Quarterly commentary – Q3 2018
Rising share markets despite escalating trade war and divergence between the US and the rest of the world
On the economic front, Q3 continued the trend from earlier this year in the form of regional divergence with diverging growth prospects for Europe and Emerging Markets and further improvement in the US. Business and consumer confidence in the US is close to reaching an all-time high, and the number of Americans filing for unemployment benefits and the unemployment rate are at their lowest levels since 1969. In Emerging Markets and Europe, the growth level is still relatively high, but the forward-looking indicators still diverge or, in some cases, show tentative signs of stabilisation.
The US recovery are currently enjoying the effects of the tax reform and the increased public spending from earlier this year, and although the Fed hiked the key rate for the third time this year, the monetary policy remains accommodative. At the meeting in September, the Fed indicated that they will continue to normalise the monetary policy, and another rate hike in December now seems highly likely. In 2019, the Fed expects to hike the key rate another three times, while the market hesitantly follows and now factors in two rate hikes for 2019. As a result of the gradual market adjustment to the Fed's rate forecasts, the 2-year Treasury rate increased to 0.29 per cent for the quarter.
On the geopolitical front, there was plenty to worry about in Q3. Financial crisis in Turkey, increased tensioning of the trade war between the US and China and different announcements from the Italian government on the size of the expected budget deficit for 2019. On the plus side, Trump & Co. managed to land a new trade agreement (USMCA) with Mexico and Canada. The agreement does not differ significantly from the original NAFTA agreement, but given the turmoil over the agreement, the market still breathed a sigh of relief after the announcement.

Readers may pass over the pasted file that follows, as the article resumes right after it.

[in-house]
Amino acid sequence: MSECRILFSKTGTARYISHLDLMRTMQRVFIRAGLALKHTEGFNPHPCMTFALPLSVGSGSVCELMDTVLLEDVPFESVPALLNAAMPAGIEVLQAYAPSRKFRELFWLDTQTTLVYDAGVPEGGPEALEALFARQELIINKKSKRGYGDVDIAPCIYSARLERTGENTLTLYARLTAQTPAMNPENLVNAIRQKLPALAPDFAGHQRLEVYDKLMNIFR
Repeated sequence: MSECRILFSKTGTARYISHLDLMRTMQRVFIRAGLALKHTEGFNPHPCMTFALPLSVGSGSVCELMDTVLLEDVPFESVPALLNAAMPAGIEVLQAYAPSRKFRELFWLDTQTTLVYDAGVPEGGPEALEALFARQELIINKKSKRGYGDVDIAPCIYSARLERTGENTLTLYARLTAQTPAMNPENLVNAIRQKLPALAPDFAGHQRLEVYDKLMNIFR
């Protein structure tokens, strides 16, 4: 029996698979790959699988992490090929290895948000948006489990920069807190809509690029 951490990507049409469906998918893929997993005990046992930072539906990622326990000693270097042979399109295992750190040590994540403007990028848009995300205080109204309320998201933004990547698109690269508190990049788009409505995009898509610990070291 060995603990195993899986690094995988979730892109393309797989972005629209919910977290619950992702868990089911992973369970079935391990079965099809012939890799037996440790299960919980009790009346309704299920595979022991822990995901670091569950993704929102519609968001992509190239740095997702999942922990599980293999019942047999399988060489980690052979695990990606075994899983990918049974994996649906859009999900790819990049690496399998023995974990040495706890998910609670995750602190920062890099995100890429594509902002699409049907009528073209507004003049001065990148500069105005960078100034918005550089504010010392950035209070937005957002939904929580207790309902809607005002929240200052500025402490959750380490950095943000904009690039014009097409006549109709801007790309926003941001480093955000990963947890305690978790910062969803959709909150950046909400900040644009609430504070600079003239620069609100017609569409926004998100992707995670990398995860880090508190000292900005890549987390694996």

Although the market had plenty of event risks to digest in the past quarter, the net result was increasing prices of high-risk assets. The best performance was seen in the share market where the world index went up 5.5 per cent in the quarter. Like on the macro front, the quarter saw major regional differences and US shares were up 7.8 per cent while Emerging Markets only went up 1.2 per cent. US High Yield bonds were up 2.5 per cent and European High Yield bonds ended the quarter up 1.6 per cent.
For several years, investors have found themselves in a regime of increasing economic growth, low inflation, low interest rates, high prices of most financial assets and abundance of liquidity. Although inflation and interest rates remain low, we are currently seeing a change of regime as the ample liquidity from the central banks is slowly rolled back. The Fed is at the forefront of this process, but in Q4, the ECB will half its monthly bond buying from EUR 30 billion to EUR 15 billion. The ample liquidity has been instrumental in pushing the investors further up the risk scale in the hunt for returns, and an opposing movement can reasonably be expected when the tide turns. Along with the high prices, this risk means that we slowly dance towards the exit although the music so far continues in the financial markets.